What Happened at FCI Fairton?

Since this post, I have received feedback suggesting that the announced policy indispute at FCI Fairton was/is a new rule that (a) if contraband is found in common areas and (b) if the “responsible” party fails to come forward, then all the prisoners on a particular block and/or unit may be subject to successively harsher sanctions, including loss of television, loss of telephone and loss of visitation. For anyone familiar with the dynamics of institutional life, this rule, if accurately conveyed, puts prisoners in an untenable situation: either they inform on a fellow prisoner(s) and are potentially labeled a “snitch” or “rat” — a label that can carry serious risks generally but especially in a prison setting — or they face institutional reprisal(s) for essentially refusing to put themselves in harm’s way.

Also reported is that what began as a relatively benign protest to the announced policy, involving successive units of prisoners walking past the chow call when called out for a meal (i.e., denying food), resulted almost immediately in the institution locking down the entire facility for ten days. As reflected in the memorandum, the lockdown occurred just before the holidays, meaning it seems that Fairton prisoners were denied communication and/or contact with their families and loved ones during what is, for most, an important time of the year. Of course, when an institution is on lockdown (and prisoners are confined to their cells), the need for staff presence is lessened. In other words, the situation appears to have afforded an opportunity for staff to make use of unused leave time if they were so inclined.

The feedback received also confirms an encouraging aspect of the incident, namely that medium-security prisoners did apparently elect to pursue a constructive protest when faced with what they viewed as an objectionable policy and maintained a degree of solidarity after what can be fairly characterized as institutional overreaction. Less reassuring is word that the lockdown presented particular difficulties for prisoners suffering from mental health issues. Also, there is word that prisoners involved with organizing the nonviolent action may have been transferred from the facility.

Posted in: and
Published on:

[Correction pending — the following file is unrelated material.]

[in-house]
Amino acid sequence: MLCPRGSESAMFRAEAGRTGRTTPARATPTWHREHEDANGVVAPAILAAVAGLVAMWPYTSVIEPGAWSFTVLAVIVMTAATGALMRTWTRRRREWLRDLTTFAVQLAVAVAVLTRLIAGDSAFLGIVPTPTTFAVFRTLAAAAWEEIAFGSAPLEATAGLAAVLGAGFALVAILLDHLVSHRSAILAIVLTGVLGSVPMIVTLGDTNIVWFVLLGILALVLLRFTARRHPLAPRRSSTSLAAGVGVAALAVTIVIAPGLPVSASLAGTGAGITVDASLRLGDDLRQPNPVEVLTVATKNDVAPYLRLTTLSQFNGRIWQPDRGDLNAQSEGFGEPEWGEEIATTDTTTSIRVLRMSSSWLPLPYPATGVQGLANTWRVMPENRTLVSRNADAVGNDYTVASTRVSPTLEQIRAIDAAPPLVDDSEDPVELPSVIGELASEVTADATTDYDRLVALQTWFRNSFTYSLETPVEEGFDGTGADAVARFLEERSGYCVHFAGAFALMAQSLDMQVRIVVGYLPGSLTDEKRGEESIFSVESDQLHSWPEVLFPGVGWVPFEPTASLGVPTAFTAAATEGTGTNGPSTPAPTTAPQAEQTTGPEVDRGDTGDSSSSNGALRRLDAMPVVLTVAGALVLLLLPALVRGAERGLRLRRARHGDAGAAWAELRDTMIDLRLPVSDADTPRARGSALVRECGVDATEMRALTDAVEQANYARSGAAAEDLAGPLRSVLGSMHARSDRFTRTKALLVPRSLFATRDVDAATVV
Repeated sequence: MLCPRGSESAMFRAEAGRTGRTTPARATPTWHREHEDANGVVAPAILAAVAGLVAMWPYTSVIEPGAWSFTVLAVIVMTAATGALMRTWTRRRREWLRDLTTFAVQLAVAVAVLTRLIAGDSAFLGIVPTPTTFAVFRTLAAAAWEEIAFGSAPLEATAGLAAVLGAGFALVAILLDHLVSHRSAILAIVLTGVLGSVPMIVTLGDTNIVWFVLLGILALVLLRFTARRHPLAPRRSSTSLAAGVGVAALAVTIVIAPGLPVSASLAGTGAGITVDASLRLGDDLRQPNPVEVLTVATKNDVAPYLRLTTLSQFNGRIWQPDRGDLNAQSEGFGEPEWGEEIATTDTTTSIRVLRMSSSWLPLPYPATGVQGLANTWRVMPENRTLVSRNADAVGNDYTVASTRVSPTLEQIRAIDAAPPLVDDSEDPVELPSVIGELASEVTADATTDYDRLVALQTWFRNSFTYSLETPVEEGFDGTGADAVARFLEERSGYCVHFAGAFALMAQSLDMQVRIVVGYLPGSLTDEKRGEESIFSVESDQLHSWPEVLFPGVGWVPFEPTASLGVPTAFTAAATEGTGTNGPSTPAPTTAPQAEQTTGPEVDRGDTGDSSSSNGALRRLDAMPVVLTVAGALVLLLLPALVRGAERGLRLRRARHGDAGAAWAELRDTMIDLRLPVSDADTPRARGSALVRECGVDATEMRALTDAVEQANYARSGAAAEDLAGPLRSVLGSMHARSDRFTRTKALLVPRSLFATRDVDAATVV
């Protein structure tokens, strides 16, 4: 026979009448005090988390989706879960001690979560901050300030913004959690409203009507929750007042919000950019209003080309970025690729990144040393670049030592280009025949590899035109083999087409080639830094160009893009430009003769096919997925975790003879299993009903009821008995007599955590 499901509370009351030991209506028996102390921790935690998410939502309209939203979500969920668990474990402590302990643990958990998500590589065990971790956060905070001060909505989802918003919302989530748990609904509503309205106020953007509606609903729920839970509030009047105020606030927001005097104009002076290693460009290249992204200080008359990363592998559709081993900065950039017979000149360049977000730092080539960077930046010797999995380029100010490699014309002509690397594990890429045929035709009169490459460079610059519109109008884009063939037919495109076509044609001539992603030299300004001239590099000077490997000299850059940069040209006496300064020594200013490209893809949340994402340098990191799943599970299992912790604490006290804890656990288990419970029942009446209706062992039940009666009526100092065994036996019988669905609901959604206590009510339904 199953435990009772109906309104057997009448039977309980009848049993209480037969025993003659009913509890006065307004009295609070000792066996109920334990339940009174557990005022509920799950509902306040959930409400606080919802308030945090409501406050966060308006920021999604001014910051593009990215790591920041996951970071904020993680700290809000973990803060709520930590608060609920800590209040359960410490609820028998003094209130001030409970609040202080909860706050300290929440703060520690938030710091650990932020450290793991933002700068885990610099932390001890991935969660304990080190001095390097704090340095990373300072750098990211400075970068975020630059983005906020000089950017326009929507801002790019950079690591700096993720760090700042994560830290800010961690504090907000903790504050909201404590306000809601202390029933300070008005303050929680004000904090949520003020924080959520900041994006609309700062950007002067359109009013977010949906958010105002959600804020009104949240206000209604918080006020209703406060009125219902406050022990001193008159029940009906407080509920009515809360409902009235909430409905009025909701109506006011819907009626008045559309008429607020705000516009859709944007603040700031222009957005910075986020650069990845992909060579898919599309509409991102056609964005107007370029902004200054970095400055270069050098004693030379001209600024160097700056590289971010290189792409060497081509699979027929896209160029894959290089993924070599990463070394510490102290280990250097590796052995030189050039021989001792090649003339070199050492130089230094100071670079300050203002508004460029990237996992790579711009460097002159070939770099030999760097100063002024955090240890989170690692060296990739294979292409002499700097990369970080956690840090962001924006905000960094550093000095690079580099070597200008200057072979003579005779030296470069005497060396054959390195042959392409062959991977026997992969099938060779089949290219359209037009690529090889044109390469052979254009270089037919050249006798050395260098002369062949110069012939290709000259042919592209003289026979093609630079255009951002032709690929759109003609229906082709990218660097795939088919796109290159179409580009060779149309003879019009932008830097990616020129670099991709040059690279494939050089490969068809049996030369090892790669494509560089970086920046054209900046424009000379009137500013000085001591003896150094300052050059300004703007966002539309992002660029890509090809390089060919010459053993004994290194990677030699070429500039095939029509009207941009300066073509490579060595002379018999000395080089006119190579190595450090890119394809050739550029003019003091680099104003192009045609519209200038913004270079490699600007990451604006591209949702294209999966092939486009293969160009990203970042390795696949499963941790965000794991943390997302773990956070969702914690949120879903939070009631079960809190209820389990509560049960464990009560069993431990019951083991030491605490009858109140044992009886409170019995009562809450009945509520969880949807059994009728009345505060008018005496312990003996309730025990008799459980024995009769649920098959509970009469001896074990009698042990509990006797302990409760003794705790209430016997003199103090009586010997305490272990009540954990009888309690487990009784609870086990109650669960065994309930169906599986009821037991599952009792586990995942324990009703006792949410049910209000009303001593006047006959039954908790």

3 responses to “What Happened at FCI Fairton?”

  1. “Collective punishment,” when employed as a tactic in international conflict, is a war crime and violates the Geneva Conventions. As applied in a prison setting is there any case law holding that it violates constitutional due process?

  2. Anonymous says:

    Being someone who has personnal experience with the prison system I commend the staff of this institution for taking an active role and attempting to rid dangerous contraband from their prison. I do not feel the loss of privileges outweighs the potential dangers associated with these inmates continuing to demonstrate their criminal behavior while incarcerated by making weapons and homemade intoxicants. As recently published on this sight we can see the dangers that hard contraband (knifes) pose in a prison environment. A 29 year man was recently killed by another inmate involving a homemade weapon. Fairton a few months earlier had a disturbance where inmates were injured by other inmates. This clearly shows the dangers inside a prison system. These inmates inside these prisons continue their criminal/gang related activities and extort other inmates by force not associated with a gang. I too am inconvenience by not being able to talk or visit my friend but if these procedures would help my friend complete his sentence unharmed it is worth the inconvenience. Once again I commend the staff for taking an active role in trying to ensure inmates/staff remain safe within their prison.

  3. Anonymous says:

    Are phone and email down does anyone know or is it lock down

Justia Lawyer Rating
Super Lawyers Badge
National Association of Criminal Defense Lawyers Badge
Connecticut Criminal Defense Lawyers Association
Contact Information